The four-year long saga involving over 70 victims in a class action lawsuit over a stampede at the 2016 Lorne Falls Festival finally results in a settlement of 7 million to the shared victims. The 2016 crowd crush at Falls Festival left lasting scars on the victims and onlookers, patrons stating that the scene was horrific, as “everyone was hysterical… people were covered in blood” and the crushed supporters were “terrified… seriously fearing for [their] lives”. One victim even told herself as people ran over her body that “this is you dying”.
Another patron Olivia said "I was under there for about three minutes just gasping for air and I eventually passed out and was dragged out and slapped in the face a few times to be woken up. There was a girl next to me who was just lying on the ground screaming for help with her hand out and she just went white in the face and she had her arm up asking for help and her arm just dropped to the ground and she just stared at me straight in the eyes. I thought she was dead”.
Graphic image warning: https://www.abc.net.au/cm/rimage/8173206-16x9-large.jpg?v=4
Maddens Lawyers' Kathryn Emeny welcomed the outcome which would allow around a third of the 70+ victims who suffered the worst and most horrific injuries to receive adequate compensation for the damages and traumatic experience.
One patron who was the lead plaintiff on the case Michela Burke was hospitalised along with around eighteen other victims, and suffered a serious brachial plexus injury as a result of the stampede. Ms Burke said she was “relieved that the matter is close to finalisation and we can finally begin to put the crowd crush behind us."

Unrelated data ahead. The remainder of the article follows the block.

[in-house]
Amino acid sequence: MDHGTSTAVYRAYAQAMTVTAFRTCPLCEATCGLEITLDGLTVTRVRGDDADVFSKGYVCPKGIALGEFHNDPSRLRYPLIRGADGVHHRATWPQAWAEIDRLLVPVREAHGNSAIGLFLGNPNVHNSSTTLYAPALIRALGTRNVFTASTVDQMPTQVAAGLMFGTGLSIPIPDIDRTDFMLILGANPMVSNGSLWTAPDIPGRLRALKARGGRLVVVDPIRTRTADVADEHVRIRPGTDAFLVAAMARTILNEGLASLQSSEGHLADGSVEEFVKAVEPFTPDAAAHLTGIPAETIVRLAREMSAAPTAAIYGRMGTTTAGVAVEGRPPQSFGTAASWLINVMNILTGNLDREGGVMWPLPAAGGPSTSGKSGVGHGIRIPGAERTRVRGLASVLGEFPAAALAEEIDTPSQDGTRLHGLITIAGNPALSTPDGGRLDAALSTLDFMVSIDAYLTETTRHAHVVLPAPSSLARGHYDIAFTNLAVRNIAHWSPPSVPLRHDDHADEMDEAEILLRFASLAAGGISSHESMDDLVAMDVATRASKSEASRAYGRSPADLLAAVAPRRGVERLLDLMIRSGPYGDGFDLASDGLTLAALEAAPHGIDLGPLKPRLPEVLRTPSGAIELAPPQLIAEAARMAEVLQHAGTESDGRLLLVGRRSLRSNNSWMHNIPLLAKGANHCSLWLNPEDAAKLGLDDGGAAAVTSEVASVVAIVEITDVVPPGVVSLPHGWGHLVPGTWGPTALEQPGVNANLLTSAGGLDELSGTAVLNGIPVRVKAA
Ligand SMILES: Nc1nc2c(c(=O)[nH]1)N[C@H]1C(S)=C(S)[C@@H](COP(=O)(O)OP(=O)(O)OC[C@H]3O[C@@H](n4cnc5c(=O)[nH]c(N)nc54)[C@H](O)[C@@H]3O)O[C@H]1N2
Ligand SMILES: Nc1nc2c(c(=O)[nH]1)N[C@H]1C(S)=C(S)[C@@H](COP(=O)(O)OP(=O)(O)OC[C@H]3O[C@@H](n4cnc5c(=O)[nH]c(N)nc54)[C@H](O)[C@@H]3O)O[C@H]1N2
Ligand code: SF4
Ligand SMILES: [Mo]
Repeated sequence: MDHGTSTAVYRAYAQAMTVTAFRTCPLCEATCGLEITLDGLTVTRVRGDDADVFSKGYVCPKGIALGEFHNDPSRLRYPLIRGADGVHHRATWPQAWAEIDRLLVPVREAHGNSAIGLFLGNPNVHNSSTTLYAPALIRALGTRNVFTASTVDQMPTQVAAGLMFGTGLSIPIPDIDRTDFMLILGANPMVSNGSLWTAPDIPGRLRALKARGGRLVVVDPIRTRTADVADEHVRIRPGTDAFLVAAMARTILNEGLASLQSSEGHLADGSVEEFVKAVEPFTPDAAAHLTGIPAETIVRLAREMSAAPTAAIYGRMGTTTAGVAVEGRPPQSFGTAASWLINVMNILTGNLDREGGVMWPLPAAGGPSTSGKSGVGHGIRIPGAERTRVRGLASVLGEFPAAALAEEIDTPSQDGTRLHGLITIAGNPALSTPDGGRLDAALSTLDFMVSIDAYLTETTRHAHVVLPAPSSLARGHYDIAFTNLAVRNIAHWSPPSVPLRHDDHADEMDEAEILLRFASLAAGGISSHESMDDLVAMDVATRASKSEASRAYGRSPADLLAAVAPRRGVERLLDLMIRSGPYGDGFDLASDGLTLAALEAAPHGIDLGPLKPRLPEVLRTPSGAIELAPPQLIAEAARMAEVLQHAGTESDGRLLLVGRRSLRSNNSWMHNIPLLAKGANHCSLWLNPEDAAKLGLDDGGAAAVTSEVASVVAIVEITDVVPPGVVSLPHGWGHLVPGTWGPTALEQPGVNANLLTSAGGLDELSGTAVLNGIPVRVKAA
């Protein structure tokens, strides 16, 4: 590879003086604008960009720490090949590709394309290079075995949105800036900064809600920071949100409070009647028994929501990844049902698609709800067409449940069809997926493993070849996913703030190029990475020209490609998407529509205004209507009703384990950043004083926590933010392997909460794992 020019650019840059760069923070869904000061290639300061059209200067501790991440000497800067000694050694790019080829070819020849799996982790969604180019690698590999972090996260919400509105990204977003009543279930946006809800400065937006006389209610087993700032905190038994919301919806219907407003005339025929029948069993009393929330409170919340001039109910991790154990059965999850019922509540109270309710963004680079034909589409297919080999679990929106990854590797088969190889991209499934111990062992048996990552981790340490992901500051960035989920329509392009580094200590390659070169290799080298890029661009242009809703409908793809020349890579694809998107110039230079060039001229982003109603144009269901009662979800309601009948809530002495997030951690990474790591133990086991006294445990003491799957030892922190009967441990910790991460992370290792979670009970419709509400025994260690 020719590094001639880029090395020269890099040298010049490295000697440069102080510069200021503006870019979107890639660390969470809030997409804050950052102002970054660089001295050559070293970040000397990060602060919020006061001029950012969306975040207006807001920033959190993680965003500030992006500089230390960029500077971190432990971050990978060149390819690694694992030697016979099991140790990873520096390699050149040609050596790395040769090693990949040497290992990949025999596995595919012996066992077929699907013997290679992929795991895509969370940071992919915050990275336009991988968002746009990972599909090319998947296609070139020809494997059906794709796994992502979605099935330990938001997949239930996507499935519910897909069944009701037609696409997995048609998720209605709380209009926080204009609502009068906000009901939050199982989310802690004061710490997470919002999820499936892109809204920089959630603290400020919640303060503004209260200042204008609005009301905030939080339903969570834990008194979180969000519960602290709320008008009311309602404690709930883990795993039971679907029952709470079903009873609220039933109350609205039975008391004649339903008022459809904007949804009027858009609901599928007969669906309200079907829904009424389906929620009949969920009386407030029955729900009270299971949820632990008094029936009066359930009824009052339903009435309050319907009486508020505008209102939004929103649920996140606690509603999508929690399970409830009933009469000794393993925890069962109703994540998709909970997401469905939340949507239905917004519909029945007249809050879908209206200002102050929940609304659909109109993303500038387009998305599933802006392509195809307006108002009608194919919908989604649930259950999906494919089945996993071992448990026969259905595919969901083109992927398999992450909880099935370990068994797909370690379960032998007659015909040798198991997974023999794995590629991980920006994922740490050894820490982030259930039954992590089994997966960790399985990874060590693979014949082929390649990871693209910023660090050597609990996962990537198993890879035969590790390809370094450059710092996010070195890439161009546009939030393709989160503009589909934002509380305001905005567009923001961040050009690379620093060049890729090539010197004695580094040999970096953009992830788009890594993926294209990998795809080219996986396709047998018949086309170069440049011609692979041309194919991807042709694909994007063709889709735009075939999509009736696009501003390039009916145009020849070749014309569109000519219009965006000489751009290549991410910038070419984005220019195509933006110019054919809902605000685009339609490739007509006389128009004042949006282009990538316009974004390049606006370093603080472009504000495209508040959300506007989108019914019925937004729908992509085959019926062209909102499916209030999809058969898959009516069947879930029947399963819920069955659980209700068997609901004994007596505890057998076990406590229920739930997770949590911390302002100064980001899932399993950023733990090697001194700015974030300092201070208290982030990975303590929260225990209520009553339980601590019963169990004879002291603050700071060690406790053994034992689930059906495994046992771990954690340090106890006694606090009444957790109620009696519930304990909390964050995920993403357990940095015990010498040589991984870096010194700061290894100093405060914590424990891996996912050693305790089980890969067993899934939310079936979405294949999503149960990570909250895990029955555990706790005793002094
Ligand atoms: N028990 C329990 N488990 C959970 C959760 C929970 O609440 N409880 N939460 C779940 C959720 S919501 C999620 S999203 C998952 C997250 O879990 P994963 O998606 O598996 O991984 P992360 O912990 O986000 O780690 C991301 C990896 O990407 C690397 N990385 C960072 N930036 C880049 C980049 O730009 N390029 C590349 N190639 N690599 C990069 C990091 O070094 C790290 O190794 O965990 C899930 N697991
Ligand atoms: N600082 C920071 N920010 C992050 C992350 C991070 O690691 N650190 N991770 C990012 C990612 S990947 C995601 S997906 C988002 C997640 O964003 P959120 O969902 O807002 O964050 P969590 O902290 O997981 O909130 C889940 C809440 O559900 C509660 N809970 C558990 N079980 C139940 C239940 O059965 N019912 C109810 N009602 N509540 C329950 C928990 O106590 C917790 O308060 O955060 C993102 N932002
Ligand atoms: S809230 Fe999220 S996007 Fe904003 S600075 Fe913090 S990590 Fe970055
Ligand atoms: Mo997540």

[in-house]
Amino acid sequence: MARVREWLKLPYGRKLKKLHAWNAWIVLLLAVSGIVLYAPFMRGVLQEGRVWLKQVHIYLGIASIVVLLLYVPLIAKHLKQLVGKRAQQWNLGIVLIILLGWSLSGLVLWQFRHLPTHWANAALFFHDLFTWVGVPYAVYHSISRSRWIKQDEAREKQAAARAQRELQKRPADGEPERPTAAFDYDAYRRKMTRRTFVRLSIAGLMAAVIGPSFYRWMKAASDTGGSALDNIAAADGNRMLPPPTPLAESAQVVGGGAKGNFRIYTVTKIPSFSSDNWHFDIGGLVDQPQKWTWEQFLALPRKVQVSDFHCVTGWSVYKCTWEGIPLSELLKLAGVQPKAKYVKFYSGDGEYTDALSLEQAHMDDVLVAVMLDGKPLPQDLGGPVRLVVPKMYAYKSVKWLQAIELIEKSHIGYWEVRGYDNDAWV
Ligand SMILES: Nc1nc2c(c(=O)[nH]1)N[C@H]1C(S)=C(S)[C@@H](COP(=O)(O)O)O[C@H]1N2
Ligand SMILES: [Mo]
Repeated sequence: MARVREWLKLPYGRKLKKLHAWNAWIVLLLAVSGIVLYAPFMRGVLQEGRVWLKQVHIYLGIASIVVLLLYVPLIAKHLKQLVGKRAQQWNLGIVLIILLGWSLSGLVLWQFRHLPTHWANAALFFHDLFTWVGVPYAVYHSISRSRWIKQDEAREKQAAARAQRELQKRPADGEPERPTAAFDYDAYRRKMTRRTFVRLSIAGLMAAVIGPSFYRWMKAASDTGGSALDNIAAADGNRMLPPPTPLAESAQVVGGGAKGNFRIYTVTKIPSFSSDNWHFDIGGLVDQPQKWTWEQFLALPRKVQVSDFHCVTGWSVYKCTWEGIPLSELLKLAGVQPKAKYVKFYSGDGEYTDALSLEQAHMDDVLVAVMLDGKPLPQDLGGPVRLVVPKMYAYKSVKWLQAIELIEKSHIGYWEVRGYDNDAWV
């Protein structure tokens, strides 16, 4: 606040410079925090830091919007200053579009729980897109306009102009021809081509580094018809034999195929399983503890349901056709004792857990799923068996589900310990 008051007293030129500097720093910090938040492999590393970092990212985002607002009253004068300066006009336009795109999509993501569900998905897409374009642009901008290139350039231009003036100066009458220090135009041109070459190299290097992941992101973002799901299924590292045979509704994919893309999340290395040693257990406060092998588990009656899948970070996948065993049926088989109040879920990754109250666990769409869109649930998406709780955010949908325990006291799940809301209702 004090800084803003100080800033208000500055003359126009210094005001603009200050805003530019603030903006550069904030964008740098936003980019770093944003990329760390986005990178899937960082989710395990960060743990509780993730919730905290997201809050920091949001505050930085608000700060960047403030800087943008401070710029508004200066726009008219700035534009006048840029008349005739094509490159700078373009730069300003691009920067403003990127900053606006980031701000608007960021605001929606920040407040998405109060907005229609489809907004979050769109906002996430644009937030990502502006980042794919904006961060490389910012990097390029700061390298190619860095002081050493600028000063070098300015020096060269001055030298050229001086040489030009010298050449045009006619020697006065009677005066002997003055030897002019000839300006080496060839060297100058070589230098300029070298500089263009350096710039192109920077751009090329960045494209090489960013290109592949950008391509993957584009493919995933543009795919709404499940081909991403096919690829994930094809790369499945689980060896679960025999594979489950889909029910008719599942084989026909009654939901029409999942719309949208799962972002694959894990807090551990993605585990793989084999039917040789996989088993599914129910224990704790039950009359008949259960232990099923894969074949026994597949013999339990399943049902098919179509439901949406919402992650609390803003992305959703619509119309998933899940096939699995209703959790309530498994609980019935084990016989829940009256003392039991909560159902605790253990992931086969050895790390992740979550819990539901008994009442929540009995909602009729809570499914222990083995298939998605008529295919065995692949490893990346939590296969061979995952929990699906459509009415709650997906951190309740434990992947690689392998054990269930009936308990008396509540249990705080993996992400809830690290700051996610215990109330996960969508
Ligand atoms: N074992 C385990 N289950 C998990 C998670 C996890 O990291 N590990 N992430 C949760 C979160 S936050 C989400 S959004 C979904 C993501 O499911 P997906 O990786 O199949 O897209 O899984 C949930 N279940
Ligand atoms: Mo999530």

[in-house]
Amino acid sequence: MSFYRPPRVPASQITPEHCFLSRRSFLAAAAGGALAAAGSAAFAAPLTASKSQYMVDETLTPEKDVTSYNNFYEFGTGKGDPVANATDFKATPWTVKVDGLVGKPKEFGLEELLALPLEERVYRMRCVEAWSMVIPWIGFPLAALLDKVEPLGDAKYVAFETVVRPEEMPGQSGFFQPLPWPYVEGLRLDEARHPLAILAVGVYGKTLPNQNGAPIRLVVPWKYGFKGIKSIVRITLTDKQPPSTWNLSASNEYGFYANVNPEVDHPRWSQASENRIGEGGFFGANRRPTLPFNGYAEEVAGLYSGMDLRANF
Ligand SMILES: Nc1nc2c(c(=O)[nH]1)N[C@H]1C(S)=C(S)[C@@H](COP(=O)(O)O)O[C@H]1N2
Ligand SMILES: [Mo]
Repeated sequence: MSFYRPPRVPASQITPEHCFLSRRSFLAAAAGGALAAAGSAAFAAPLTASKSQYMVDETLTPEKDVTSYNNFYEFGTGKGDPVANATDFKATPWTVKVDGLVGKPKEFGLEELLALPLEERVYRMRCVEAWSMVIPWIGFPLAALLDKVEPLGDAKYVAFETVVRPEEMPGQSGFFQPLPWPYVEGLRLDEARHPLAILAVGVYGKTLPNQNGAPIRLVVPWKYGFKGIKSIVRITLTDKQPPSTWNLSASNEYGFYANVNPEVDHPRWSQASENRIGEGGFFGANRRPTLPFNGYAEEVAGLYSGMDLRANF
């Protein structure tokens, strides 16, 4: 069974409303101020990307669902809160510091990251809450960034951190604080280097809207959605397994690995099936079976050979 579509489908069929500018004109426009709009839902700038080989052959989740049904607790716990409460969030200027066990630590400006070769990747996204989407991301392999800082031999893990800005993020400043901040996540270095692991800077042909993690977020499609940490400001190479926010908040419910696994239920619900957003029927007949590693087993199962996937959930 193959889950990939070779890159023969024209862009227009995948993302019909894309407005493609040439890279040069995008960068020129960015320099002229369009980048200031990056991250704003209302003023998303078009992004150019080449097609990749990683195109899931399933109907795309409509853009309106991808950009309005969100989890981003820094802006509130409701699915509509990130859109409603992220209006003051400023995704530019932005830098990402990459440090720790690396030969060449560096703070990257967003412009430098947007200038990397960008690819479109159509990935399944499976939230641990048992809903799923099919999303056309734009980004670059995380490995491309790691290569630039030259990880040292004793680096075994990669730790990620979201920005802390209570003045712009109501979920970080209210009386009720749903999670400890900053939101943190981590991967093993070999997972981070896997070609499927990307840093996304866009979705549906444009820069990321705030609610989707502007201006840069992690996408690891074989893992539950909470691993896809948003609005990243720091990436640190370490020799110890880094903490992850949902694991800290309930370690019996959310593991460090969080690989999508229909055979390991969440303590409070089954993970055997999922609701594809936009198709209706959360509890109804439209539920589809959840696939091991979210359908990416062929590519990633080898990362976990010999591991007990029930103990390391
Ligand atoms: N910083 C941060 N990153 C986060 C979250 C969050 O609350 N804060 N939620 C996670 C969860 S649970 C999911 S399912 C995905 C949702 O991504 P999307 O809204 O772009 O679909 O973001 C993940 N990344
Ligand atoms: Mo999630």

Ms Emeny stated that it was “fair to say every participant in the class action was still dealing with the incident in one way or another", even after almost four years after the event.
Another victim of the crush Maddy said that, "I am happy with it. It does reflect the pain and suffering that occurred. But it is just money as well. The most important thing that I've been trying to focus on is my own mental state... just working through those things mentally."
A Falls Festival spokesperson hoped that this settlement would bring some comfort to the patrons who suffered from their breach of duty and negligence, apologising for what happened and assuring they would do better in the future, "We also want to assure the participants and all those who attend our events, that health and safety is our number one priority. We care deeply about the welfare of our patrons, and are continually improving and adapting our safety protocols on an ongoing basis."
Festival organisers have since modified stage exit points ensuring these horrific circumstances have not repeated themselves since. It is the hope of everyone that these victims will be able to heal and continue their lives with as little disruption as possible, finally able to put the Falls Festival disaster behind them.